Slammer: Nightmare Scenario

NIGHTMARE SCENARIO

RAW Magazine April 3-April 16 1991

Written By Malcolm Dome

“Once regarded as among the UK’s most promising Thrash bands, Yorkshire’s Slammer have in recent times floundered more on the incompetence of certain elements around them than through any real inability on their behalf. Fortunately though, they’ve picked themselves up, dusted down their sound and come up with a respectable record that, whilst never betraying their Thrash roots, also displays a refreshing penchant of more complex, off-the-wall rhythms. Still perhaps a little way short of truly emphasizing their potential, “Nightmare Scenario” at least shows the band are indeed capable of being a force to be reckoned with.”

3*


NIGHTMARE SCENARIO

Metal Hammer Magazine April 1991

Written By James Sherry

“This latest offering from Slammer could just as easily be the latest offering from Metallica. Paul Tunnicliffe’s vocal style and harmonies are the main reason for the Metallica comparison. This man should take up a living as a James Hetfield impressionist, it’s that close!

None of the above is meant to be taken as a criticism. I mean, Metallica haven’t recorded anything for years so it’s great to hear a band that can do this kind of stuff so well.

Highly complex and packed full with atmosphere, “Nightmare Scenario” is an almost instant album. As soon as the opening track “What’s Your Pleasure,” erupts from the speaker, it becomes pretty apparent that it’s a winner.

Riff plied high upon riff, Slammer seem to be having a competition among themselves to see how many tempo changes they can fit into one song. Sometimes this method can end up sounding extremely wanky, but with this it works.

At a time when most Thrash seems tired and bored with most bands just sticking to the same old formulas, this album comes as great surprise. For all lovers, pick this one up; my enthusiasm for this style has been boosted, so could yours!”

3/5


NIGHTMARE SCENARIO

Parasite Fanzine 1991

Written By Steve Johnson

“Being a Slammer fan, I was expecting the goods and that’s exactly what they’ve done, if you enjoyed the debut LP “The Work Of Idle Hands,” then this will knock you out, not only with their music but with their lyrics.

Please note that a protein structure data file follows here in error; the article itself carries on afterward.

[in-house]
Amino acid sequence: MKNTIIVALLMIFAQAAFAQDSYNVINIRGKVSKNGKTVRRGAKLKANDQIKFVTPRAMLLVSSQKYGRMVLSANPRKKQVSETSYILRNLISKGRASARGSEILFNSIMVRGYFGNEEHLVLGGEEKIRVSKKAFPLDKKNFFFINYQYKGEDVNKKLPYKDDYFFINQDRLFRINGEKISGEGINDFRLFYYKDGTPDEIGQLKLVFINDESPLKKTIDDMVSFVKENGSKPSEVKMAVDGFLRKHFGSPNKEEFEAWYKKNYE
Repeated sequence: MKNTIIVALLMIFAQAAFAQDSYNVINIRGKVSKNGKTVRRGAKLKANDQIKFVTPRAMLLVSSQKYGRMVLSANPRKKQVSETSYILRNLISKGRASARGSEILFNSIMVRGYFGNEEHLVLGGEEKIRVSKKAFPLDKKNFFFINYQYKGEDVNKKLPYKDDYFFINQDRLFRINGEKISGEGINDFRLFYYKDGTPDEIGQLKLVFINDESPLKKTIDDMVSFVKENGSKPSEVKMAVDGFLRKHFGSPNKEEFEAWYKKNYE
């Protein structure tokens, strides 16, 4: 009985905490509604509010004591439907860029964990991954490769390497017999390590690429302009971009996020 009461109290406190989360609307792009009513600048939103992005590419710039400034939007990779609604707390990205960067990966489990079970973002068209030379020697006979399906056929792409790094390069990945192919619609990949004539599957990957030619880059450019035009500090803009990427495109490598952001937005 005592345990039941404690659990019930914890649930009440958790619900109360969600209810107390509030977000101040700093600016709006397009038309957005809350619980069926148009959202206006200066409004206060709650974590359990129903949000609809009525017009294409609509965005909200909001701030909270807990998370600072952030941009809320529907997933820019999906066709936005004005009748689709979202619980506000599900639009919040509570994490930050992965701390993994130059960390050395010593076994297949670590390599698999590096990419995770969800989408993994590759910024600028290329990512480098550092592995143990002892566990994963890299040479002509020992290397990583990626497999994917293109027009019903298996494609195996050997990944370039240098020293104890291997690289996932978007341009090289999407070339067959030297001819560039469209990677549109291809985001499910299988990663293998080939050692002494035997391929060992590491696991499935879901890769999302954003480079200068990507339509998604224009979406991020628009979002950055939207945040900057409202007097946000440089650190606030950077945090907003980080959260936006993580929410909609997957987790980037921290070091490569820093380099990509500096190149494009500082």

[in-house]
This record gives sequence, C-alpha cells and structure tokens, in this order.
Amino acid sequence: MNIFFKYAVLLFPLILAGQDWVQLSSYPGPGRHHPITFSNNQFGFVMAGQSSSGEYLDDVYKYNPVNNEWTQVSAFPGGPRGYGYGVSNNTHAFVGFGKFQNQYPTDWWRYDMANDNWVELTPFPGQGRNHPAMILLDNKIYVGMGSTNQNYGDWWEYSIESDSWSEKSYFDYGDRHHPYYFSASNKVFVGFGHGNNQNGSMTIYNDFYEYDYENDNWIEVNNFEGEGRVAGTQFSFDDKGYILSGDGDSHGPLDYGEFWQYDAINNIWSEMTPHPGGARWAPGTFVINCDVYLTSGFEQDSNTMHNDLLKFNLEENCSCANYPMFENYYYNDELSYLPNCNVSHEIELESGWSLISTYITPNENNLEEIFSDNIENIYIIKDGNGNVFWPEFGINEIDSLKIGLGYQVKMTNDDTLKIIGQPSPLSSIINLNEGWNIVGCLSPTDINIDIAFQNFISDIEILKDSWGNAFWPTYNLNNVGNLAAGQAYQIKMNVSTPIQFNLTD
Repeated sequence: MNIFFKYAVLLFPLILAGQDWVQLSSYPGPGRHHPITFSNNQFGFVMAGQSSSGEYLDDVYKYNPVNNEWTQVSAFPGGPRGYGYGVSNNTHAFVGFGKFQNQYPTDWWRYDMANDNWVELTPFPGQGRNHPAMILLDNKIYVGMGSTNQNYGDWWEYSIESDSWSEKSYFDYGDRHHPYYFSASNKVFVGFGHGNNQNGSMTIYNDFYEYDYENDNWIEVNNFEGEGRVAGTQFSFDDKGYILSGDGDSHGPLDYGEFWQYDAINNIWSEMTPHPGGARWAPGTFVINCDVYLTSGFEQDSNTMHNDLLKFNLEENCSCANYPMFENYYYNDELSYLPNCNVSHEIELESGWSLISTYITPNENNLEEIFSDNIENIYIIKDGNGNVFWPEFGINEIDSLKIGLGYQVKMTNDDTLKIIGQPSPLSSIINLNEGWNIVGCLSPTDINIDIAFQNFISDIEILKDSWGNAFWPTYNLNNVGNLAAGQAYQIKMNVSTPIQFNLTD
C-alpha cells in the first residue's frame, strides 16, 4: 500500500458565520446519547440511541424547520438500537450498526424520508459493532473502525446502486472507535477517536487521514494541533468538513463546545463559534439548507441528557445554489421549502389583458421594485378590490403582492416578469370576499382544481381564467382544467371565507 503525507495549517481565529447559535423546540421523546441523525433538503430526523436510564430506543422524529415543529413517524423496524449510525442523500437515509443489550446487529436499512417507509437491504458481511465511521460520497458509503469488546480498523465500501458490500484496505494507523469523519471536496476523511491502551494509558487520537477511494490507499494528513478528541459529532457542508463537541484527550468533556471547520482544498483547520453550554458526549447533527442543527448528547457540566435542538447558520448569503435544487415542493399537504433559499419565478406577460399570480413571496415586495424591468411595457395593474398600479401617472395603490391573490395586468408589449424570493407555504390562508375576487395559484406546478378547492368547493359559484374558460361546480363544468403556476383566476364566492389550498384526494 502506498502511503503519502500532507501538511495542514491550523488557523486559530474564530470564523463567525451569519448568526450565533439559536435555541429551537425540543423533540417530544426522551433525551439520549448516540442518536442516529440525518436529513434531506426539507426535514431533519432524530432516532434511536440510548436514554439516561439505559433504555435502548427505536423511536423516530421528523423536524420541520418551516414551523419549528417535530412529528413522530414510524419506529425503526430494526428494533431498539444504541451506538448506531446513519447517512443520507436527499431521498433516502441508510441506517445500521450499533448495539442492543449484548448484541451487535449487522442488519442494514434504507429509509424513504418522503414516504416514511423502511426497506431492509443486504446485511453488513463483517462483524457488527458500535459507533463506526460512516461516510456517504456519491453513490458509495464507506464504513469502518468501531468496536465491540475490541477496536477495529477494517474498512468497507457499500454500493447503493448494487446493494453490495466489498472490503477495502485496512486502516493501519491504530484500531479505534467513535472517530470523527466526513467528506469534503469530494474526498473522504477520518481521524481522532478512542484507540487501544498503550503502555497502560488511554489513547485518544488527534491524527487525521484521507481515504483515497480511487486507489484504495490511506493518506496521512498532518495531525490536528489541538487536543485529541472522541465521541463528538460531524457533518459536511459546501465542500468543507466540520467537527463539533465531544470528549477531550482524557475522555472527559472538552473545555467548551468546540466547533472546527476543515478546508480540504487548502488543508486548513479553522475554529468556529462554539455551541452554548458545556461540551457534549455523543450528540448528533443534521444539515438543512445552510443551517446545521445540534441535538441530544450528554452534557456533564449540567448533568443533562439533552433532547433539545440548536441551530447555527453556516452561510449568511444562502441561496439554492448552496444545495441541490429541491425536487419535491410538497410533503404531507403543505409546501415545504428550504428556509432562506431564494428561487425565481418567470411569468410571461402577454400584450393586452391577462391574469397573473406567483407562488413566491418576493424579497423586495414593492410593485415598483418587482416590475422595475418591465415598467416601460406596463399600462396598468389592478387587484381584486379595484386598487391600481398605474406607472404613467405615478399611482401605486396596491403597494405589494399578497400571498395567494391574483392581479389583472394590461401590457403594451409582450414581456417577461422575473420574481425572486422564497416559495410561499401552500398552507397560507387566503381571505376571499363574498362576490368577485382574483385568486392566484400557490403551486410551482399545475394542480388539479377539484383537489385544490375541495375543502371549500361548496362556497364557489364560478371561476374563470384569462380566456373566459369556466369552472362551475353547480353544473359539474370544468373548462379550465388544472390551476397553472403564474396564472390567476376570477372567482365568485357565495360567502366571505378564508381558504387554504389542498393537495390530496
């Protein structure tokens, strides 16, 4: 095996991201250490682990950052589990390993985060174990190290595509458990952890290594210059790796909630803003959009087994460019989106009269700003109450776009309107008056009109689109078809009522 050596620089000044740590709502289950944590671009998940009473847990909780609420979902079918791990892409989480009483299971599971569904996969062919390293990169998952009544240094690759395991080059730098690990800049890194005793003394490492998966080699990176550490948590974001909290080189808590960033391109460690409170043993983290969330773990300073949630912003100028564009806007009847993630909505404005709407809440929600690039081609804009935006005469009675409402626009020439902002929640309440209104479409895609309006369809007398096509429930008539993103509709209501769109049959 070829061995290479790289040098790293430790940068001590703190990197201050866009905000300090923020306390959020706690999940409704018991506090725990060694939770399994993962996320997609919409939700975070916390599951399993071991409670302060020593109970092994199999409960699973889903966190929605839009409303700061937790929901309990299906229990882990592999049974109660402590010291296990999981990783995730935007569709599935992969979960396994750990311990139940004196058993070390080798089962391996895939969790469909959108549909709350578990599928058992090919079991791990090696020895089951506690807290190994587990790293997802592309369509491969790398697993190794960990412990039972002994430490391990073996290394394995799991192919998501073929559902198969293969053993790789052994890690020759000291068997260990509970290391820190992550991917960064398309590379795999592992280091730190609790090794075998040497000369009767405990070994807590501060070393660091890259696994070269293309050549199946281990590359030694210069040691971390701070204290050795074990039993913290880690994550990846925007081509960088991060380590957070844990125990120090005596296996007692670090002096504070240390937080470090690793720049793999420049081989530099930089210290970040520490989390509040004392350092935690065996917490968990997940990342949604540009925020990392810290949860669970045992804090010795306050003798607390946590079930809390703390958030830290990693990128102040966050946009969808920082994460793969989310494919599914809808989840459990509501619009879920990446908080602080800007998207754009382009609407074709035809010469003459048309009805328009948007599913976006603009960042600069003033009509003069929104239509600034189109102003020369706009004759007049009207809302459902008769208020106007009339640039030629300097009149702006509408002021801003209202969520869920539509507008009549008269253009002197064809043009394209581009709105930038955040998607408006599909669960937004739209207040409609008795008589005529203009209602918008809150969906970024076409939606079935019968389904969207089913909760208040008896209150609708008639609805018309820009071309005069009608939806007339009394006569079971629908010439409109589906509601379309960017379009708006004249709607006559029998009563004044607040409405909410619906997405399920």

The track listing is as follows; “What’s You Pleasure,” “Greed,” “In The Name Of God,” “Just Another Massacre,” and “Architect Of Pain,” close side 1, while on side 2; “Every Breath,” “I Know Who I Am,” “Corruption,” “Think For Yourself,” and finally “L’Ultima.”

Slammer are back in business and they ain’t gonna take any shit!”


NIGHTMARE SCENARIO

Metal Forces Magazine Date Unknown

Written By Rob Clymo

“Slammer may have made some bad moves in the past but as a unit they’ve returned to form, stronger than ever in fact, with this LP  for Heavy Metal Records. And although the band have every right to appear like a bunch of bitter and twisted muso’s, “Night Mare Scenario,” actually manages to make ’em sound like a team who’ve still got the fire.

Unfortunately, I’m afraid, it doesn’t get backed up by the strongest of material. I’ve lived with this tape for a while now and having played it on numerous occasion still can’t find anything you could honestly call “classic.”

Don’t get me wrong, Slammer have evolved into a tight and professional sounding outfit, and the playing is fine, right the way through. The band are also into giving their material added touches of subtlety, something with was decidedly lacking on their rather mechanical WEA debut. In short, I suppose Slammer have learnt some valuable lessons from that whole escapade.

But be that as it may, I’m still left feeling rather unmoved by these songs, and what worked well in EP form doesn’t really transcend to a whole LP. “What’s Your Pleasure,” benefits from some subtle bass playing and “In The Name Of God,” punches hard. “Architect Of Pain,” meanwhile, takes the band off on an interesting tangent.

Likewise, side two’s “Think For Yourself,” has the potential to crush in the live environment, but aside from that, there’s also alot of what basically amounts to average material. Oh sure, Slammer are thrashy, and at times, not a little classy either, but ultimately “Nightmare Scenario,” isn’t that special an album. Additionally, Paul Tuncliffe’s vocals remind you of a certain chap by the name of Hetfield, something the bands detractors will doubtless love pointing out. Oh well.

Overall then; competent but disappointing.”

GOOD 65